Initially, it caused a double-take and stirred a series of emotions and then I had a work-related light-bulb moment that made me feel fleetingly clever.
At first, I thought it was a picture of one woman and a mirror, with her reflection repeated. Then I noticed the differences in height and anoraks, and I realised there were multiple women. Then I realised the masks were printed with photographs of their own faces, so it was like there were no masks, but quite obviously: there were masks. Slightly creepy, but a clear message.
There’s going to be a huge market for personalised facemasks in the coming months, as people get out and interact with each other and The Virus. Huge market, as people stamp their identity with the piece of material that’s covering half of their face: the feature by which we identify each other. Which begs the question: how much of our identities is this coronavirus stealing?
People are struggling with the lockdown because they can’t see friends, can’t go out, aren’t going to work, have entirely new routines that revolve around Zoom, Netflix, a makeshift home office and daily fight against food-for-food’s-sake. But it’s also causing an existential crisis for a lot of people. And it got me thinking, in a Carrie Bradshaw kinda way ‘Who am I without life’s props? Without the people, status and possessions that make me, me? Really, though, who am I?’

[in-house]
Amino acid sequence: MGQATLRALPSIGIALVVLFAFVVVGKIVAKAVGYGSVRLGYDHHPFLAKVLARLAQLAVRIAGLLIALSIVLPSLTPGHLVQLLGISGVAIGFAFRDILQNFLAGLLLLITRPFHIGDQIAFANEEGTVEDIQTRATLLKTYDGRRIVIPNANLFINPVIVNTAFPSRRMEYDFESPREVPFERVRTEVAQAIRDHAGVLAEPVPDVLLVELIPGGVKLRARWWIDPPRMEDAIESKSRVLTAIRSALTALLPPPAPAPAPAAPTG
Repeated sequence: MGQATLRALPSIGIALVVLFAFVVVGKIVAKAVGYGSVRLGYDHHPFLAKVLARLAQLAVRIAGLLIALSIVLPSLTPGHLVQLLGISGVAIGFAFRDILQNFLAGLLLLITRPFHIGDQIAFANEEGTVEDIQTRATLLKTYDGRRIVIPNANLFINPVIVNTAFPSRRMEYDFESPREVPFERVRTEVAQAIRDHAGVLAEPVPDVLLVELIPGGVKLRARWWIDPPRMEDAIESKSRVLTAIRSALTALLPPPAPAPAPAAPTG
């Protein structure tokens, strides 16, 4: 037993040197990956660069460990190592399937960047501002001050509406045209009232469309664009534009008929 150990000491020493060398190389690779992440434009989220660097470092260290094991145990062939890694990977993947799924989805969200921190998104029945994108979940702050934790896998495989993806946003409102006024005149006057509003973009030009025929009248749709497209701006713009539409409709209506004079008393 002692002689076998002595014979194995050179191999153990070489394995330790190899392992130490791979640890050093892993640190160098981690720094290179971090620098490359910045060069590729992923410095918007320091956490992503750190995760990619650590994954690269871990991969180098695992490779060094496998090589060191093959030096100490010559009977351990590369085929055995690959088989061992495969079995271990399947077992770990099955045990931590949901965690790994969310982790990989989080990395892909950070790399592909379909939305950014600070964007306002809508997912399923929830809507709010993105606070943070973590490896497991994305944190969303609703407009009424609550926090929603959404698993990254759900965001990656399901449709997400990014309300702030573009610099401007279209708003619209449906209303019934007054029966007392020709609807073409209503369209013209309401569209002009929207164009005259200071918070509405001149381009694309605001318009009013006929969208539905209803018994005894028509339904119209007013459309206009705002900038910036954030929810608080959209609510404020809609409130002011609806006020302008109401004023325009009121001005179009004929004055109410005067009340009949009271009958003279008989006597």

Which, when you think about it, is a once-in-a-generation opportunity for brands.
People will be coming out of this a bit shell-shocked, without that concrete notion of who they are and what they want. With a fluid identity, ready to become someone new, because the person they were on 1 March 2020 no longer exists. Primed and ready to experiment… Ready for new relationships, with new brands…
And that’s all I’m going to say on the matter, here. If you'd like to continue the conversation on Brands In The Post-Lockdown World, call me on +447801258625.
Copyright MuirRedfern Ltd. 2020